Please join us in congratulating Qifei Niu on his very prestigious, recent award from NSF: CAREER: Integrating geophysical data and hydrologic modeling to quantify subsurface water storage along elevation gradients in mountainous terrains
Read more about the award here, or below:
Abstract: Many areas in the western United States are experiencing a warming climate and more frequent extreme weather conditions such as drought. These changing weather patterns could affect how much of the precipitation flows into streams (becoming stream water) and seeps into the subsurface (becoming soil water and/or groundwater) in mountainous areas. To better manage future water resources, it is critical to understand how a watershed responds to climate change regarding the partitioning of precipitation into stream water, soil water, and groundwater. This project will focus on quantifying various water storages and fluxes at different elevations in a semi-arid watershed in the western United States. Both field tests and computational simulations will be performed. The collected scientific data and developed computational models in this project will contribute to an improved understanding of how the water resources in the mountains respond to climate change. In addition, this project will also encompass significant educational activities, including offering geoscientific field skill training to financially disadvantaged/nontraditional students and providing research experiences to undergraduates on water resources-related issues.
This project focuses on how the subsurface water storage buffers the hydrologic process along the elevation gradient in mountainous watersheds. The knowledge gained will help stakeholders effectively manage future water resources in mountainous areas, especially in a warming climate. Following the data-model fusion principle, the project will integrate geophysical data into hydrologic modeling to achieve an improved quantification of various water fluxes and storages in catchments at different elevations in an experimental watershed in southern Idaho. In the field, seismic refraction tests and electrical resistivity monitoring will be performed to characterize the complex subsurface structural heterogeneity and to estimate subsurface water storage dynamics. These field geophysical data will be incorporated into integrated hydrologic modeling to reveal the potential buffering role of subsurface water storage in watershed functions. The educational goal of this project is to promote inclusivity in geoscientific field skills training. A commuter field camp will be offered to accommodate local students and students with personal and financial barriers. A vertically integrated project program will be developed to broaden the participation of undergraduates in water resources-related research at Boise State University. This project will also provide a graduate intern position for students to learn state-of-the-art geophysical techniques and their applications in hydrologic sciences.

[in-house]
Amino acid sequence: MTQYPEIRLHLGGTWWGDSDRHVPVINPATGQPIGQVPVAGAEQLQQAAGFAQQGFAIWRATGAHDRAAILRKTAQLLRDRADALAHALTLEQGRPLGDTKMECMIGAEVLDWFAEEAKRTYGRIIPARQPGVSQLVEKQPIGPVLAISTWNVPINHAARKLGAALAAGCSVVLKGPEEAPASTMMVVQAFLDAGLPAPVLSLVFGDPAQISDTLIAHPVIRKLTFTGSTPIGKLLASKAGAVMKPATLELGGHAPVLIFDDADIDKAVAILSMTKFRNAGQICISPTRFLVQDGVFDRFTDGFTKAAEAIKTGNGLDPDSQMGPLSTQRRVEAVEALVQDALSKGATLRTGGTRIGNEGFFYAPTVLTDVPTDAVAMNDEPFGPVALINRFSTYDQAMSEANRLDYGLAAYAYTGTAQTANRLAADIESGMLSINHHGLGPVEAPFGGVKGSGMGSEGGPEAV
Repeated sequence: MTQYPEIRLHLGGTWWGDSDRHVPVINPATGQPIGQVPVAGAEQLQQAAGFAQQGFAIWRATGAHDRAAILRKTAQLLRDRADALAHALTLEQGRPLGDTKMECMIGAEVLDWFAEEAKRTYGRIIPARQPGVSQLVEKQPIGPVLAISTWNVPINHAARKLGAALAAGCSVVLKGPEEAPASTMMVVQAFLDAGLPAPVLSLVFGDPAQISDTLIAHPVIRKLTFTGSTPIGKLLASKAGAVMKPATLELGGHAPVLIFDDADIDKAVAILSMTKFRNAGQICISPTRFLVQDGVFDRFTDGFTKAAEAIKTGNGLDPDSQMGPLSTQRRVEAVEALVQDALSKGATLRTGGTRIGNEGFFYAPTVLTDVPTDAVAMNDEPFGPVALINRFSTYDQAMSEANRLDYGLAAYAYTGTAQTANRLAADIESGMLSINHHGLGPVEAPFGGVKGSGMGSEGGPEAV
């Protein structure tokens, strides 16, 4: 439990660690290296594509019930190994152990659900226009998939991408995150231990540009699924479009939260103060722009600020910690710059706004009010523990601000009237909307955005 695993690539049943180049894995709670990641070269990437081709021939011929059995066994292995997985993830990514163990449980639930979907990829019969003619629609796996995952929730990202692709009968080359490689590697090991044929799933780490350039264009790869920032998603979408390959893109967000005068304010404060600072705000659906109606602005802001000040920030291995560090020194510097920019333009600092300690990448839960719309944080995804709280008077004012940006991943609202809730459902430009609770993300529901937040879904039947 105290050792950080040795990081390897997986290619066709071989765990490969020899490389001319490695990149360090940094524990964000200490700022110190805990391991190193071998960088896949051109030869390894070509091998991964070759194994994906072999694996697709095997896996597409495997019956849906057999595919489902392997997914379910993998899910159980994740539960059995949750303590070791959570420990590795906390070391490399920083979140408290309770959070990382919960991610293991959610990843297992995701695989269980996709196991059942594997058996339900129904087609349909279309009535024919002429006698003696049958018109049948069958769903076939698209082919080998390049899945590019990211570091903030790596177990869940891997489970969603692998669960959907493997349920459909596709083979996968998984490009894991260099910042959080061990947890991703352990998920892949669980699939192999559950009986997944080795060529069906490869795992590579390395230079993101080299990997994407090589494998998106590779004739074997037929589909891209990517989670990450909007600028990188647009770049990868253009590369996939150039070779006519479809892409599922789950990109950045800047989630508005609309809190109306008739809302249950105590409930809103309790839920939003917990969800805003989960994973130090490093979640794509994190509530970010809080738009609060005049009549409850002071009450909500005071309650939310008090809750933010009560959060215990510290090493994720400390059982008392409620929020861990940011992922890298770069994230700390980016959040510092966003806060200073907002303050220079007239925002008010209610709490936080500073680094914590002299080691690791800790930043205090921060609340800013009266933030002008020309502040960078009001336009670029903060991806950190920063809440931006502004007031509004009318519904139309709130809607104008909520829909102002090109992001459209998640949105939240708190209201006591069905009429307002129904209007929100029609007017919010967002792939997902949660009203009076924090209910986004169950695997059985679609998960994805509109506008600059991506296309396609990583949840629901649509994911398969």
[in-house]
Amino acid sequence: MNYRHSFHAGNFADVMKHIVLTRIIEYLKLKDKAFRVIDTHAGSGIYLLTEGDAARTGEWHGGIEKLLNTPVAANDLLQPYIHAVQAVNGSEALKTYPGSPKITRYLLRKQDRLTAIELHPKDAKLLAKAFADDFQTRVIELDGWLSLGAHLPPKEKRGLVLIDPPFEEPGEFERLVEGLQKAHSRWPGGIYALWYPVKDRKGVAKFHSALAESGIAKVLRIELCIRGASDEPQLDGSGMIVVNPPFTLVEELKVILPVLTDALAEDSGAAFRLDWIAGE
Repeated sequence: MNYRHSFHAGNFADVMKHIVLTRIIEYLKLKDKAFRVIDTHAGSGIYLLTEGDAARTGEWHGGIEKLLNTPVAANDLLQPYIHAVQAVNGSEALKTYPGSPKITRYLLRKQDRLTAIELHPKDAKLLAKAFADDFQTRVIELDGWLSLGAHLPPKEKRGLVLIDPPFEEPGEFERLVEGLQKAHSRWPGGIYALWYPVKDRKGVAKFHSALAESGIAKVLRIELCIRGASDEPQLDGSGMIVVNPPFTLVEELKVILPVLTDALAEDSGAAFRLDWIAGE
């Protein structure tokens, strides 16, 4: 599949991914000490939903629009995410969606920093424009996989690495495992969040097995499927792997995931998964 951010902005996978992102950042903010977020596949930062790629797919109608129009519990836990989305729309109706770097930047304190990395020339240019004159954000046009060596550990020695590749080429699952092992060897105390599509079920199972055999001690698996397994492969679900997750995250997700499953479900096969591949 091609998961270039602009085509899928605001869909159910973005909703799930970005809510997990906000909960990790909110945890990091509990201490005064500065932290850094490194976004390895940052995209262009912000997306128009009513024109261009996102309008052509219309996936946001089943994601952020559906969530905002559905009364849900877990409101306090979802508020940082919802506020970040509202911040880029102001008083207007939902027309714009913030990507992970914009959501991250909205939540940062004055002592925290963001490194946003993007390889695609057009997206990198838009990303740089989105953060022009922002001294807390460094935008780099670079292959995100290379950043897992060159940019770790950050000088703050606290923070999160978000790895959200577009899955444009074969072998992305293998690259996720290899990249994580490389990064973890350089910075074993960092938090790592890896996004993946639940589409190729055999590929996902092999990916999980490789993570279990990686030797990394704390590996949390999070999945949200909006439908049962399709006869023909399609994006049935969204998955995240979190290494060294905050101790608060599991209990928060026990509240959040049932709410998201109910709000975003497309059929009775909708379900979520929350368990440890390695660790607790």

This award is co-funded by the Hydrologic Sciences program and Established Program to Stimulate Competitive Research (EPSCoR).
This award reflects NSF’s statutory mission and has been deemed worthy of support through evaluation using the Foundation’s intellectual merit and broader impacts review criteria.